First, some canonical background:
According to the Acintita Sutta, speculating on the origin of the cosmos or similar topics will lead one to confusion i.e. it cannot be understood.
According to the Cula-Malunkyavada Sutta in the Parable of the Poisoned Arrow, the speculation of the origin of cosmos or suffering or similar topics is not useful, because the more important and urgent matter is to attend to the topic of suffering.
According to the Brahmajala Sutta as quoted in this question, temporal beings who have very long lives in the Brahma realm, sometimes may think that they are the Immortal Supreme God, when that is not the case.
As described in this answer, the Acela Sutta states that the Buddha teaches neither eternalism nor annihilationism, but the middle way in terms of philosophy. Eternalism is the idea that anything (that is conditioned) can exist eternally more or less in its original form e.g. consciousness, happiness etc. Annihilationism is the idea that consciousness and existence completely vanishes at death.
Conditioning means something that is affected or influenced or conditioned by other things. For e.g. the tree grows because of sunlight, water, dropping of seed, climate etc. and does not exist as a standalone absolute entity by itself. The Buddha also said that all conditioned things are not permanent.
Now for some discussion:
The human person is conditioned, hence he does not exist eternally i.e. there is no eternal soul, but at the same time, his existence does not completely vanish, and he continues again in another birth.
The different worlds in the Buddhist cosmos are also conditioned and experience change. They too will pass away and return. In other words, there is no single point of creation and destruction for the universe. It comes and goes eternally.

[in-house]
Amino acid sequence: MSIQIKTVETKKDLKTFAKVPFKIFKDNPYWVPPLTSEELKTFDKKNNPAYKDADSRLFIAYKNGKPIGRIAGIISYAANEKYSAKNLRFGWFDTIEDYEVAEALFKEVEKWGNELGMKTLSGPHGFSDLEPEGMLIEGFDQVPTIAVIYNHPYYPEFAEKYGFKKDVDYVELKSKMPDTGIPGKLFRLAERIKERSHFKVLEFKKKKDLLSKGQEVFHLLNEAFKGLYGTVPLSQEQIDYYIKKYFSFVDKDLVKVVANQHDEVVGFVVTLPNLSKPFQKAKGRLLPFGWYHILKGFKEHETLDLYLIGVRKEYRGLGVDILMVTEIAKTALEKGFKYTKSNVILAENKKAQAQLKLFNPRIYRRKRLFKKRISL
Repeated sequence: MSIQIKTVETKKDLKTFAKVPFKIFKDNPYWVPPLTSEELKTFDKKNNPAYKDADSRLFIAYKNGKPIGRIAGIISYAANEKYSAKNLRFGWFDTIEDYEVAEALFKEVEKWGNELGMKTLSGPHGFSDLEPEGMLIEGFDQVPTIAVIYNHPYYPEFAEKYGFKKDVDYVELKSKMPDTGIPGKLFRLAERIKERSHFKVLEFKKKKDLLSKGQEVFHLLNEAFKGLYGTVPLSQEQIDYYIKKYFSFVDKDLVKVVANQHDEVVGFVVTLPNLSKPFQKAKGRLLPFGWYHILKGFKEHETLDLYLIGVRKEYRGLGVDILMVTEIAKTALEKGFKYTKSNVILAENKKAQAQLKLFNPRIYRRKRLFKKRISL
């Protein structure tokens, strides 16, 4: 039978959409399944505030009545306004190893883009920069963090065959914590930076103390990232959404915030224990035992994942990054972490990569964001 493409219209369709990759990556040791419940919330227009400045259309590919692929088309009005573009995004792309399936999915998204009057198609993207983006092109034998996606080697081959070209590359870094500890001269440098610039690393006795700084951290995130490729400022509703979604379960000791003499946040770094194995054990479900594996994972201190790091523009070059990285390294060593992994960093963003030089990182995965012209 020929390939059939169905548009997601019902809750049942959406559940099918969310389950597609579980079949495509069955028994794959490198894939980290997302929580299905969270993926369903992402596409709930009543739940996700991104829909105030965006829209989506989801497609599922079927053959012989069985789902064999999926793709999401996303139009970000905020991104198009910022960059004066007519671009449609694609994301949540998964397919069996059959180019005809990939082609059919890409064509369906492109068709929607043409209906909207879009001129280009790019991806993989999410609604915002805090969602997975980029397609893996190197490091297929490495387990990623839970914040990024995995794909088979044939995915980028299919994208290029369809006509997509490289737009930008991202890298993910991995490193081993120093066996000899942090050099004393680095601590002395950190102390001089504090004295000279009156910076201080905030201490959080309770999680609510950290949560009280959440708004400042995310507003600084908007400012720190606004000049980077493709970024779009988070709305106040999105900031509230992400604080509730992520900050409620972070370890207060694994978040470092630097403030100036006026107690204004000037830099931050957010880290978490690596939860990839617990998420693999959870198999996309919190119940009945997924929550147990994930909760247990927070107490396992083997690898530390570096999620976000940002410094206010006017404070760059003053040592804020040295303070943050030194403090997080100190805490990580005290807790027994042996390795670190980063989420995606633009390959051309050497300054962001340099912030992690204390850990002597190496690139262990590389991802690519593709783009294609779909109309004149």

Now assume that there is a Supreme Creator God. He must be a being who can observe the world, who thinks, who does things like creation and who communicates with other beings. This supreme being can be satisfied with his creation and could reward them. Or he could be unhappy with his creation and punish them. He could decide to punish, and then change his mind and grant pardon. He could communicate laws to his creation at some point, then change or update the laws later. He might want his creation to worship him and could reward them for it.
From the perspective of Buddhism, such a being displays all the marks of conditioning, hence cannot be eternal or absolute. Such a being must be within the realm of suffering just as you and I, and must at some point pass away. It is not inconceivable that there are beings with extremely long lives, who have powers and influence over other beings, but they cannot possibly be eternal, absolute or exclusively unique, according to Buddhism. Even the Buddha himself (the person who thinks and moves and communicates) had passed away.